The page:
However much the inspector bullies her, Mrs. Birling is adamant – now that the woman has committed suicide, her lover must be dealt with very severely. Then Goole drops his final bomb: the culprit is none other than Eric, her son, an accusation which the young man accepts. He also admits stealing money from his father’s firm.
The family is in a total shambles now: a son who has committed adultery and theft, a daughter whose engagement has ended the same day it started and a father in the hope of a knighthood, faced with public scandal and disgrace. Eric is almost ready to murder his mother, because as he says, she is “responsible for the death of her own grandchild”. It is at this point that the inspector begins to behave very peculiarly. After rubbing in the fact that they all have got blood on their hands, he makes this speech and leaves.
One Eva Smith has gone… but there are millions and millions of Eva Smiths and John Smiths still left with us, with their lives, their hopes and fears, their suffering and chance of happiness, all intertwined with our lives, with what we think and say and do. We don’t live alone. We are members of one body. We are responsible for each other. And I tell you that the time will soon come when if men do not learn that lesson, then they will be taught it in fire and blood and anguish. We don’t live alone. Good night.
It is into the situation that Gerald comes back, and he comes with some welcome information – he has just confirmed that there is no Inspector Goole in the police department! With cold logic, he establishes that they have no reason to believe that the girl in each of the incidents mentioned by Goole is the same one – true, he produced a photograph, but it was shown to each of them individually. The hoax is confirmed when they call the infirmary and confirm that there has been no suicide that night.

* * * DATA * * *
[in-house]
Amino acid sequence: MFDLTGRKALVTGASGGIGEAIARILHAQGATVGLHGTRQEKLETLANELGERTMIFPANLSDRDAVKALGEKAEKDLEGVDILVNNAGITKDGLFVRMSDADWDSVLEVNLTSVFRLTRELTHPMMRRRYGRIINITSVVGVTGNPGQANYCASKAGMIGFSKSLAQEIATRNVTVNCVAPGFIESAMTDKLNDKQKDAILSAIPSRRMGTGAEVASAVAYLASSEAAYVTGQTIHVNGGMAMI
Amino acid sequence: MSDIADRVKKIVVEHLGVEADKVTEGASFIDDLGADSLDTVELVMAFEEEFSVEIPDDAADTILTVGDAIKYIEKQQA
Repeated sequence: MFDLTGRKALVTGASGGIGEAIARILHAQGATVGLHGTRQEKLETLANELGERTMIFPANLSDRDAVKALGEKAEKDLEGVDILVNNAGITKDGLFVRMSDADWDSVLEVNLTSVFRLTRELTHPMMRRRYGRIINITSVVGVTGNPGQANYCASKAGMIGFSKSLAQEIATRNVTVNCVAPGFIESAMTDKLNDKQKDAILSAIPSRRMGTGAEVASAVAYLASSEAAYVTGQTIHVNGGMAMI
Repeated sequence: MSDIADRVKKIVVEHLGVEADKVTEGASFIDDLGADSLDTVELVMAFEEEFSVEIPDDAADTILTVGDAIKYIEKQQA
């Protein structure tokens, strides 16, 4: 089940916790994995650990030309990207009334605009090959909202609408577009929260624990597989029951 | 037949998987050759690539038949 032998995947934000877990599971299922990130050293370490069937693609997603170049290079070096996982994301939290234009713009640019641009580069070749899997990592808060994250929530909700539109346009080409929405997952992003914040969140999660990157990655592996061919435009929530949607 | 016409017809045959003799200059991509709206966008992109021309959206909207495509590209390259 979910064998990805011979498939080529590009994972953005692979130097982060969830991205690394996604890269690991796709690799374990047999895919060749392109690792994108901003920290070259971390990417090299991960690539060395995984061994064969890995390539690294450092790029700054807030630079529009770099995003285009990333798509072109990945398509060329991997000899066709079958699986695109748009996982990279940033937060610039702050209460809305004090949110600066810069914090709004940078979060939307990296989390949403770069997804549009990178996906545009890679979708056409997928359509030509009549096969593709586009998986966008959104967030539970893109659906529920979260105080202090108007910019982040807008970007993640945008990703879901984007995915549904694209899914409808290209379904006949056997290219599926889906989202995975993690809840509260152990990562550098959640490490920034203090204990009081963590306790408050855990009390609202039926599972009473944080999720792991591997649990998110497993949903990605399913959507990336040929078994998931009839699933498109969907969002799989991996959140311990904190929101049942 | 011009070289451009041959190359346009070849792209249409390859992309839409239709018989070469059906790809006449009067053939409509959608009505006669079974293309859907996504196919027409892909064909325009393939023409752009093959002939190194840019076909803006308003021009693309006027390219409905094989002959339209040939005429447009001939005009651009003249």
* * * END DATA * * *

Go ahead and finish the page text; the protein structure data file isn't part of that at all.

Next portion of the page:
It is time for a pat on the back for Gerald, a sigh of relief from Mrs. And Mr. Birling, and a jolly round of drinks. Sheila and Eric, though initially reluctant to return to “normalcy” are on the way to being persuaded when the phone rings.
It is from the infirmary. A girl has just died on the way there after drinking disinfectant, and a policeman is on the way to question them… and the curtain descends.
The depth of the play is truly amazing. Only when we encounter the conversation again can we understand its depth, and how cleverly it is constructed. The story takes off smoothly from a drawing room farce to a darkly philosophical tragicomedy, which is sure to draw the viewers into the middle of it without them noticing: and to leave them drained at the end.
This audio drama features Toby Jones as the inspector who makes for a powerful accuser as he slowly unravels the mystery. While the denouement feels a bit preach-y, there's plenty to enjoy here.
For everything that you lose through just reading the script, you gain in the time you have to pause and consider the implications of what's going on. This is not a play beloved of the Tories. It's about guilt and responsibility. According to the introduction, critics at the time were confused as to exactly what the Inspector was. They haven't been reading their Aeschylus. He is The Furies, displaced in time. Anachronistic it may be, but you'll notice the play obeys dramatic unity.